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Describe and explain the job opportunities available to women before 1914.

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Lauren Pluss 10 G Describe and explain the job opportunities available to women before 1914. The job opportunities available to women before 1914 depended on their class. The working class had the more demanding jobs, the ones that required more labour. The middle class workers did not have to work but some women wanted too, these jobs did not require as much labour. The upper class women often did not work, they had no need to. Some of the upper class women went to university to train to be doctors (for teaching you did not have to train, until1870's and 1880's). The main reasons that women had to start working were that some families needed the money, sometimes even children had to go to work. It was common for girls from the age of eleven to start work, they would usually 'go in to service.' Other reasons were that they had no male to support them, they wanted independence or they wanted some of there own money to spend. ...read more.


Women in general were paid a lot less than men. Before 1950 there were few nurses, these occupations were for people that had been refused elsewhere. They were paid poorly so on off duty hours they were prostitutes or got drunk. Middle class women had better jobs than the working class, they had office jobs, were shop assistants or housewives (when they were married). For the skilled workers living standards were rising, this meant people wanted better goods. The department store opened this met the demand. Women were employed at department stores because they could be paid lower wages. This opened another job for the middle class women. Many women found it better going to work in the department stores then going into service. Another job that had opened for the middle class women was operating the telephone switchboards (when they opened). The first telephone exchange was in 1879. The typewriter was also invented, men believed that women were better at this sort of work than themselves. ...read more.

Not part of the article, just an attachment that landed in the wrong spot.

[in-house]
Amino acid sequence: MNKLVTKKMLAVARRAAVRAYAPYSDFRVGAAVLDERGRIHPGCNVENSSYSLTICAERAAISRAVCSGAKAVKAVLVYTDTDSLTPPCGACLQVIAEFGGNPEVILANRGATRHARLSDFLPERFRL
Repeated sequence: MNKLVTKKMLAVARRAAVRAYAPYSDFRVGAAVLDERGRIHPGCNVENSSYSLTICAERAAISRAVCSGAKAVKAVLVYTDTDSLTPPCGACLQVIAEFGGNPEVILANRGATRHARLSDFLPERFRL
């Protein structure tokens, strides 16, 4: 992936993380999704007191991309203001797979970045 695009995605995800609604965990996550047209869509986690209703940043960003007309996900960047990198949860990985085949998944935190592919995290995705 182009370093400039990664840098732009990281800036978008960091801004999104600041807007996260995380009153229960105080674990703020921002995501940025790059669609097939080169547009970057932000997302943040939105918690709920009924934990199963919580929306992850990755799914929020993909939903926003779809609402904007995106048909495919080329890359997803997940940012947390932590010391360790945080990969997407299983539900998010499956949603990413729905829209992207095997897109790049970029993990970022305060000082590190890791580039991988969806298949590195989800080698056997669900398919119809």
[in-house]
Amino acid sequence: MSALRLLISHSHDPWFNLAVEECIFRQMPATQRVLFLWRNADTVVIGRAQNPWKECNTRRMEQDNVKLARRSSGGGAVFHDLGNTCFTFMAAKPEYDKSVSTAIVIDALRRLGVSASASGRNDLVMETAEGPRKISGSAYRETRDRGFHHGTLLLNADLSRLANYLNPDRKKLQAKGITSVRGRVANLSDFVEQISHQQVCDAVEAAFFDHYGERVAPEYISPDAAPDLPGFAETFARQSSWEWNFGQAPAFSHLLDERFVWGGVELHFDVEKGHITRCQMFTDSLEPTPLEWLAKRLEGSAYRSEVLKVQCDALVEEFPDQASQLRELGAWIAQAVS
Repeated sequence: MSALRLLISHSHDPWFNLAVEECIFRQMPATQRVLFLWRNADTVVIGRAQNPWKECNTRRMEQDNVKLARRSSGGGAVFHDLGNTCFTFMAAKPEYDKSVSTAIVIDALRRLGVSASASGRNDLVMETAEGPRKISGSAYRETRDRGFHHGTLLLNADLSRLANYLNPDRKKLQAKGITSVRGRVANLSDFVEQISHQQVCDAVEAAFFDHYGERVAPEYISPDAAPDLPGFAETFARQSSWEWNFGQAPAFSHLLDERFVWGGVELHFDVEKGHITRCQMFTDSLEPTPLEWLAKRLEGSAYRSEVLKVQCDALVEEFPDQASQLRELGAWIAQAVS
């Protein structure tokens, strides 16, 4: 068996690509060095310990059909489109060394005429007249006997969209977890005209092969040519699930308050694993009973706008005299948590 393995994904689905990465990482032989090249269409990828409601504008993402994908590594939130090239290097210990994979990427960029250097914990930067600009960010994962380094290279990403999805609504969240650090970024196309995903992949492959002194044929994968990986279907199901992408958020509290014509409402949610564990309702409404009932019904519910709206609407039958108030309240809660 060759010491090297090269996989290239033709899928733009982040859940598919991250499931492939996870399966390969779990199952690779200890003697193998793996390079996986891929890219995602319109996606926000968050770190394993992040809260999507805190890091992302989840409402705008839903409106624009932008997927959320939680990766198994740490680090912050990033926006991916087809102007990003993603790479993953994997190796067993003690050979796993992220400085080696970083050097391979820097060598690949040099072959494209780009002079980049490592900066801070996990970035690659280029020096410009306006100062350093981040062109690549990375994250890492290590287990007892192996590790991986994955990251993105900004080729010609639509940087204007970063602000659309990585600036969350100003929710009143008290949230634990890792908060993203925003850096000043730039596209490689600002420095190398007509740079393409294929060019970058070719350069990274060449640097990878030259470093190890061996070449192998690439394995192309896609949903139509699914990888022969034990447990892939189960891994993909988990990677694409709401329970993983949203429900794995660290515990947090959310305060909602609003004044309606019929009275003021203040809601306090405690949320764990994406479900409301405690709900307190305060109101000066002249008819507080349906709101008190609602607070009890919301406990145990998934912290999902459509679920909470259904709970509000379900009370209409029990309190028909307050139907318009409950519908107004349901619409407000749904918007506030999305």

She wanted people to respect nurses and to get rid of the old image. The school she set up was called The Nightingale School of Nursing at St. Thomas', London. Another scheme set up was the Queen Victoria Jubilee Institute. Members of this could organise there own time as they worked with the community. The upper class women either went to university to train to be doctors or for further education or they stayed at home. No upper class women did jobs as they did not have to, the men always did the hard jobs and earned lots of money therefore there was no need for these women to go to work. In the1851 census it was shown that half of all women in Britain were in paid work and two thirds of these woman supported themselves. This shows that the job opportunities for women had increased and better jobs were available. Women went from agricultural work to factory work or even to department store work. The amount of women now working had risen this had then increased the amount of women who wanted to be independent. Lauren Pluss 10G ...read more.

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